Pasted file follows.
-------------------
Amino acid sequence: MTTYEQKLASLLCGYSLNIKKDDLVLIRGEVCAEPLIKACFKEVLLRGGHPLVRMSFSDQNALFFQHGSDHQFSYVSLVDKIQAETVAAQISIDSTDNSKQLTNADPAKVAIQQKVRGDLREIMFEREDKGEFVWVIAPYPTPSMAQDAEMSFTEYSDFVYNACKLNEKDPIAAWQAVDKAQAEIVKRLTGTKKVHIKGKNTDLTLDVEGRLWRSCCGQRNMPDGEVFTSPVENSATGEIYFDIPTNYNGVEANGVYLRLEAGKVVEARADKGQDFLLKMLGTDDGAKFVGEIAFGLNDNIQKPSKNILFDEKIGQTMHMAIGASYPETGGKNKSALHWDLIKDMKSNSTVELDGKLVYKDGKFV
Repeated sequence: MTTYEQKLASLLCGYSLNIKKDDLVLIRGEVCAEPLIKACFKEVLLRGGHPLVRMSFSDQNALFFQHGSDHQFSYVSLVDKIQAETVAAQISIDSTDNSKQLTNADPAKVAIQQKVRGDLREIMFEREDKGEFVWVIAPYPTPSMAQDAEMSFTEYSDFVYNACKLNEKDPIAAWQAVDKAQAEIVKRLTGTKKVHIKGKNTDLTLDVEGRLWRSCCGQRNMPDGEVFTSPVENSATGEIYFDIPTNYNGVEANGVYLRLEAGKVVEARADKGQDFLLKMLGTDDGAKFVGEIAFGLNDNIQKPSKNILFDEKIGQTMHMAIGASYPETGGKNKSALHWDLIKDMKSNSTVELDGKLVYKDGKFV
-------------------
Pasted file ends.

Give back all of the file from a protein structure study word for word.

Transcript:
Amino acid sequence: MTTYEQKLASLLCGYSLNIKKDDLVLIRGEVCAEPLIKACFKEVLLRGGHPLVRMSFSDQNALFFQHGSDHQFSYVSLVDKIQAETVAAQISIDSTDNSKQLTNADPAKVAIQQKVRGDLREIMFEREDKGEFVWVIAPYPTPSMAQDAEMSFTEYSDFVYNACKLNEKDPIAAWQAVDKAQAEIVKRLTGTKKVHIKGKNTDLTLDVEGRLWRSCCGQRNMPDGEVFTSPVENSATGEIYFDIPTNYNGVEANGVYLRLEAGKVVEARADKGQDFLLKMLGTDDGAKFVGEIAFGLNDNIQKPSKNILFDEKIGQTMHMAIGASYPETGGKNKSALHWDLIKDMKSNSTVELDGKLVYKDGKFV
Repeated sequence: MTTYEQKLASLLCGYSLNIKKDDLVLIRGEVCAEPLIKACFKEVLLRGGHPLVRMSFSDQNALFFQHGSDHQFSYVSLVDKIQAETVAAQISIDSTDNSKQLTNADPAKVAIQQKVRGDLREIMFEREDKGEFVWVIAPYPTPSMAQDAEMSFTEYSDFVYNACKLNEKDPIAAWQAVDKAQAEIVKRLTGTKKVHIKGKNTDLTLDVEGRLWRSCCGQRNMPDGEVFTSPVENSATGEIYFDIPTNYNGVEANGVYLRLEAGKVVEARADKGQDFLLKMLGTDDGAKFVGEIAFGLNDNIQKPSKNILFDEKIGQTMHMAIGASYPETGGKNKSALHWDLIKDMKSNSTVELDGKLVYKDGKFV